As the meat of out labours (... somehow that doesn't sound inviting...) rests in the capable hands of our butcher, we can now look back on the insanity which was October 14th and laugh. I'm sure that anyone from a larger farm would read this and think to themselves "They only had to round up a few pigs and a couple cows?? That's NOTHING!" Well, to us, it sure was something! The animal transporter guy was due to show up at 10:00 am, so Jon and Marc were out there in the pig pen bright and early rounding them up into a trailer so they would be more easily herded into the back of the truck. It really doesn't sound hard, but until you've tried to get a 300lb pig up a ramp and into a trailer, think again. Oh, and to make it even more fun the sky chose that particular day to release the last 4 months of pent up rain on us unsuspecting hog herders. The pigs were super happy wallowing in their mud puddle until Marc and Jon came in with the trailer, rain gear and a strong resolve. The pigs had other ideas. After almost 2 hours and a bunch of pig wrestling, they had all but one in and settled.
Along come Laura and I with 6 of the 7 kids (Elijah was at his grandparents because Josh and Liz were in the Caribbean) to watch the fun, innocently thinking that they would be wrapping up by now. We watched, and admittedly laughed at, them chasing the one last lady who just would have nothing to do with getting up that ramp. She even took Jon for a bit of a ride getting in between his legs and taking off! I really wish I had had my camera. I'm not sure what possessed me, but after this I went in there too, perhaps in an attempt to be one more body to direct it from running in pretty well any direction but toward the trailer. After watching us for a few minutes the kids were starting to get soaked, and the babies were losing patience. Laura, super mom and muscle woman that she is, heaved Evelyn in one arm and Charlotte in the other, for a total of about 50lbs of wet squirmy babies for a good 20 minutes, and got everyone back to the house for hot chocolate. The kids sure loved all of the puddles they got to splash in on the way back to the house!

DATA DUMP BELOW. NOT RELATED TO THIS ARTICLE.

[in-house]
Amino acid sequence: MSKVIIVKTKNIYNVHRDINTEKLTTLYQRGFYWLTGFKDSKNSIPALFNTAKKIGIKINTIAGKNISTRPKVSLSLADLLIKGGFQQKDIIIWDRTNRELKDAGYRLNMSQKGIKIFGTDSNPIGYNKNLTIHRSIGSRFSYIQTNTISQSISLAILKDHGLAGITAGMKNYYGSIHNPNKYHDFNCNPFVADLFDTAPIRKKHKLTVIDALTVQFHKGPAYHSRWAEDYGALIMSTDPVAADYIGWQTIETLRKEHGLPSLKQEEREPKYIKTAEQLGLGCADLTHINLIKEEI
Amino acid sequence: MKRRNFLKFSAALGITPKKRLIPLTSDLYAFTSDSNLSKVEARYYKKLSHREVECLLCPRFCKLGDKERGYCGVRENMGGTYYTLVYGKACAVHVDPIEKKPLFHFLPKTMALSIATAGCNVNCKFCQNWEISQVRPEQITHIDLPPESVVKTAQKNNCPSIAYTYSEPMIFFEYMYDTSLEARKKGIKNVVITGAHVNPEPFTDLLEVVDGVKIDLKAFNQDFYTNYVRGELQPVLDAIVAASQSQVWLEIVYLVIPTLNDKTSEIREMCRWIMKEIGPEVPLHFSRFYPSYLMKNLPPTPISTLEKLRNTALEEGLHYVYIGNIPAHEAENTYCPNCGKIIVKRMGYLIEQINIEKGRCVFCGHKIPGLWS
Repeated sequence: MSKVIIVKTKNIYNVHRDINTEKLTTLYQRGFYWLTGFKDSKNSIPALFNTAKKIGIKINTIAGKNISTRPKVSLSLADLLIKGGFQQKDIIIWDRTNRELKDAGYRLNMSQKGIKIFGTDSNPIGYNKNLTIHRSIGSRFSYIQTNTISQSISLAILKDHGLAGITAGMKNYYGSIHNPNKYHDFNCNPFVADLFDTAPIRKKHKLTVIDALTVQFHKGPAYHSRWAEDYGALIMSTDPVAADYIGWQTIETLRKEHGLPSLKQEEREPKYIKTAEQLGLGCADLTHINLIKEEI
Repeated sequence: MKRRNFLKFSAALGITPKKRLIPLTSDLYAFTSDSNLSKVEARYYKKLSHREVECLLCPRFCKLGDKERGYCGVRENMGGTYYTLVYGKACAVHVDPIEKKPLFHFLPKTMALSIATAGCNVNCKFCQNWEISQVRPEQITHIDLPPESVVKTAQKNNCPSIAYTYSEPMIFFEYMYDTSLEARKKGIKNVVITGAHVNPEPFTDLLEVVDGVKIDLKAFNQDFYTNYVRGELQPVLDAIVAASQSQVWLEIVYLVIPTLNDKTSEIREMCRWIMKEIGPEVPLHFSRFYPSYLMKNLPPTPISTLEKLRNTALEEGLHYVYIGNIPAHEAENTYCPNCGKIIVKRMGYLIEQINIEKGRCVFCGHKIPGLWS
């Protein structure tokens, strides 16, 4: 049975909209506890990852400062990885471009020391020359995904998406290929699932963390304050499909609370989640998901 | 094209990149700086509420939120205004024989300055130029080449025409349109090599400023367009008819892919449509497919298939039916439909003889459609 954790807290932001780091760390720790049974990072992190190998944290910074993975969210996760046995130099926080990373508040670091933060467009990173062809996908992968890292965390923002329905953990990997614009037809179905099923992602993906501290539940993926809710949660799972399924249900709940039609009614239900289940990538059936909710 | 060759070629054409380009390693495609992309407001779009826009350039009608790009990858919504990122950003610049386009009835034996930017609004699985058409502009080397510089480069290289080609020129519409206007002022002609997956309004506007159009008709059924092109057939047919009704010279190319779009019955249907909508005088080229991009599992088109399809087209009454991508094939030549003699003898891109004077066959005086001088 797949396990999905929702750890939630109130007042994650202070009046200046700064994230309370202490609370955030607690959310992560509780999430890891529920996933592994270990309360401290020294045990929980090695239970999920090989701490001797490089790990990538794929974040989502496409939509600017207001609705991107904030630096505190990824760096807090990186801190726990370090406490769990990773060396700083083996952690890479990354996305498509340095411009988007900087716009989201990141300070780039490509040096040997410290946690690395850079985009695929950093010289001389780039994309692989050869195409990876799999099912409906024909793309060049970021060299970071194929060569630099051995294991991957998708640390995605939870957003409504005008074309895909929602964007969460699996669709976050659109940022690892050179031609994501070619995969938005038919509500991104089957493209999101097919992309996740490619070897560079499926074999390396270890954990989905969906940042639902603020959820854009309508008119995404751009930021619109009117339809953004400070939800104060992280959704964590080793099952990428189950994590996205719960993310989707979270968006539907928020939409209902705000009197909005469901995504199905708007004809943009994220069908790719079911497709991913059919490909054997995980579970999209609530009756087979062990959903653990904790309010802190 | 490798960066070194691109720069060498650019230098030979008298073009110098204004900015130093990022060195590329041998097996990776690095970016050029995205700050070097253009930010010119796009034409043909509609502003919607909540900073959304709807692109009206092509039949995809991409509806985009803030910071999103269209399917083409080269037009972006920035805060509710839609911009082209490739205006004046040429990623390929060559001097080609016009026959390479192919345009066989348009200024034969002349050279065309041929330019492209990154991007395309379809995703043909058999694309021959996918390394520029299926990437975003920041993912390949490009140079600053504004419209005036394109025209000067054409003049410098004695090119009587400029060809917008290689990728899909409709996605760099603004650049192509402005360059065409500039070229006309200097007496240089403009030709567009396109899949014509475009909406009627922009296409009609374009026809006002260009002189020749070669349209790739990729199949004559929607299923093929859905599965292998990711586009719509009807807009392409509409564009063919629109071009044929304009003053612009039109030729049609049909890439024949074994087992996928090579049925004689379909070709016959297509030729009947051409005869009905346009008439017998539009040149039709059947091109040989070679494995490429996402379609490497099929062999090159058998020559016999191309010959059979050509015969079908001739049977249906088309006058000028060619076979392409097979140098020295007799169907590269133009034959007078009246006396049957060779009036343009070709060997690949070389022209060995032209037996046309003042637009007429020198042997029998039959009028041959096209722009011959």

I really don't know how they had done this for an hour and a half already, but after not even half an hour, I was exhausted and soaked to the bone. I honestly don't even remember what we finally did that succeeded in getting that last pig in there, but we did it. It would have been quite comical if it sauntered in there while we were off taking a breather, but I think it was actually a combination of luring it with food and walking slowly behind it with a stick while some of us held plywood and gates to act as a funnel. Whatever it was, it worked. Now onto the cows. Shoot. They are MUCH bigger, and even all three of us are no match for even one of them if they get riled up. So this time it was a game of smarts. Cows are not so smart you see, so we opened the gate to the small pasture and they wandered in and happily ate what was left of the little grass in there while we made our plywood and fence funnel again. By this time the transporter had arrived and maneuvered his big truck strategically into place at the end of the funnel. No where to go but up the ramp! Hazzah! Once that was all set up we basically walked around them until they began to move in the right direction and gave them even less places to go by having someone wherever they turned. Slowly, they made their way into the truck, rather easily. But anything would seem easier than those darn pigs at this point.
So there we have it. Sunday's animal round-up complete, one day reprieve then it on to catching 150 broiler chickens at 5:00am on Tuesday, and picking up 300+ layer hens Tuesday evening for sale on Wednesday. Oh the life on a farm. Somehow though, even with all of it's crazy adventures, I wouldn't trade it for anything. I love it here. Some days it isn't easy, but that's what makes it interesting. Keeps us all on our toes. I was thinking the other night as I was falling asleep, how did I go to bed in the house every night alone, aside from a sleeping Jeremiah, at our old place when Marc was doing night shifts at the bakery? No one else within 300 meters maybe more. I have gotten so used to having people around all the time, that the life we left behind seems so lonely and isolated now. No, I wouldn't trade this for anything. Meadowbrook Farm is my home, and I love it. Katie.